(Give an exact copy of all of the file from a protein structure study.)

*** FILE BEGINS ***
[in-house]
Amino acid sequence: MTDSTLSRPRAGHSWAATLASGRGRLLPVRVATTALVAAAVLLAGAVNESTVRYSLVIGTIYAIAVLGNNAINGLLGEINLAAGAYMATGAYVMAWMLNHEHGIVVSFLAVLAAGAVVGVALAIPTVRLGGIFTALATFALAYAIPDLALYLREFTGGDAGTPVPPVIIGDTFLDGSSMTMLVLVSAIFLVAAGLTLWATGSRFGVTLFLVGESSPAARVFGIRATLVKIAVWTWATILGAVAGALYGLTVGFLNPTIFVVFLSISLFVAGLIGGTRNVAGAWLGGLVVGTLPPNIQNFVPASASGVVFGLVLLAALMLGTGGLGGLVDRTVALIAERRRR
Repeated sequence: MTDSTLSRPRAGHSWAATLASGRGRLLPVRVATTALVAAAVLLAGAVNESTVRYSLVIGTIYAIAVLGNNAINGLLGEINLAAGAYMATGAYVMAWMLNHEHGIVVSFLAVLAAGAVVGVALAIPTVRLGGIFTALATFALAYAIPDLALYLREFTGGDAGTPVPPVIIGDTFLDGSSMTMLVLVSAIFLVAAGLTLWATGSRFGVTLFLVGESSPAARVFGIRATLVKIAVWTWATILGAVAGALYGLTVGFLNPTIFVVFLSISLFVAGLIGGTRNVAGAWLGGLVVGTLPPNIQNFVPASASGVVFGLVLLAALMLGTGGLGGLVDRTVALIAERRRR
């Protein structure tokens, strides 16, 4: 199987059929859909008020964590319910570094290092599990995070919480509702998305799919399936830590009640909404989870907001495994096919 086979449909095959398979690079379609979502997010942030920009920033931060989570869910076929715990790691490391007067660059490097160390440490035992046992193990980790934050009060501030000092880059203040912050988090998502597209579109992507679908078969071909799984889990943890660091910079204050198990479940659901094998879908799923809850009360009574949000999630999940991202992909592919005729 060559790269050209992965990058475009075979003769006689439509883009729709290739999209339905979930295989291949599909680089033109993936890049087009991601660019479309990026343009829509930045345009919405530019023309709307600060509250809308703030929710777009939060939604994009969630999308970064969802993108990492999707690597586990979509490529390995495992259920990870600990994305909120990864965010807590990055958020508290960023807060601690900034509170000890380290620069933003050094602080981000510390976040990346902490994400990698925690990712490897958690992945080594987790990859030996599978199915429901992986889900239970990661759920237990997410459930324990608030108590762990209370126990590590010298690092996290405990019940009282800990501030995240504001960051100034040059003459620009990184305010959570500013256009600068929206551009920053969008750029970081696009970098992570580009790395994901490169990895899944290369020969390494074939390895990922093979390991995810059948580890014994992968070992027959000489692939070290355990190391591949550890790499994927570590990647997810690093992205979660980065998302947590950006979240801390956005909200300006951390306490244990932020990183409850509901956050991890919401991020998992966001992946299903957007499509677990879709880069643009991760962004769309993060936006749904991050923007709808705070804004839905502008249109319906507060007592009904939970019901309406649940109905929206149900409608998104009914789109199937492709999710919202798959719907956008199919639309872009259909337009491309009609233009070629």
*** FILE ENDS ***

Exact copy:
[in-house]
Amino acid sequence: MTDSTLSRPRAGHSWAATLASGRGRLLPVRVATTALVAAAVLLAGAVNESTVRYSLVIGTIYAIAVLGNNAINGLLGEINLAAGAYMATGAYVMAWMLNHEHGIVVSFLAVLAAGAVVGVALAIPTVRLGGIFTALATFALAYAIPDLALYLREFTGGDAGTPVPPVIIGDTFLDGSSMTMLVLVSAIFLVAAGLTLWATGSRFGVTLFLVGESSPAARVFGIRATLVKIAVWTWATILGAVAGALYGLTVGFLNPTIFVVFLSISLFVAGLIGGTRNVAGAWLGGLVVGTLPPNIQNFVPASASGVVFGLVLLAALMLGTGGLGGLVDRTVALIAERRRR
Repeated sequence: MTDSTLSRPRAGHSWAATLASGRGRLLPVRVATTALVAAAVLLAGAVNESTVRYSLVIGTIYAIAVLGNNAINGLLGEINLAAGAYMATGAYVMAWMLNHEHGIVVSFLAVLAAGAVVGVALAIPTVRLGGIFTALATFALAYAIPDLALYLREFTGGDAGTPVPPVIIGDTFLDGSSMTMLVLVSAIFLVAAGLTLWATGSRFGVTLFLVGESSPAARVFGIRATLVKIAVWTWATILGAVAGALYGLTVGFLNPTIFVVFLSISLFVAGLIGGTRNVAGAWLGGLVVGTLPPNIQNFVPASASGVVFGLVLLAALMLGTGGLGGLVDRTVALIAERRRR
């Protein structure tokens, strides 16, 4: 199987059929859909008020964590319910570094290092599990995070919480509702998305799919399936830590009640909404989870907001495994096919 086979449909095959398979690079379609979502997010942030920009920033931060989570869910076929715990790691490391007067660059490097160390440490035992046992193990980790934050009060501030000092880059203040912050988090998502597209579109992507679908078969071909799984889990943890660091910079204050198990479940659901094998879908799923809850009360009574949000999630999940991202992909592919005729 060559790269050209992965990058475009075979003769006689439509883009729709290739999209339905979930295989291949599909680089033109993936890049087009991601660019479309990026343009829509930045345009919405530019023309709307600060509250809308703030929710777009939060939604994009969630999308970064969802993108990492999707690597586990979509490529390995495992259920990870600990994305909120990864965010807590990055958020508290960023807060601690900034509170000890380290620069933003050094602080981000510390976040990346902490994400990698925690990712490897958690992945080594987790990859030996599978199915429901992986889900239970990661759920237990997410459930324990608030108590762990209370126990590590010298690092996290405990019940009282800990501030995240504001960051100034040059003459620009990184305010959570500013256009600068929206551009920053969008750029970081696009970098992570580009790395994901490169990895899944290369020969390494074939390895990922093979390991995810059948580890014994992968070992027959000489692939070290355990190391591949550890790499994927570590990647997810690093992205979660980065998302947590950006979240801390956005909200300006951390306490244990932020990183409850509901956050991890919401991020998992966001992946299903957007499509677990879709880069643009991760962004769309993060936006749904991050923007709808705070804004839905502008249109319906507060007592009904939970019901309406649940109905929206149900409608998104009914789109199937492709999710919202798959719907956008199919639309872009259909337009491309009609233009070629």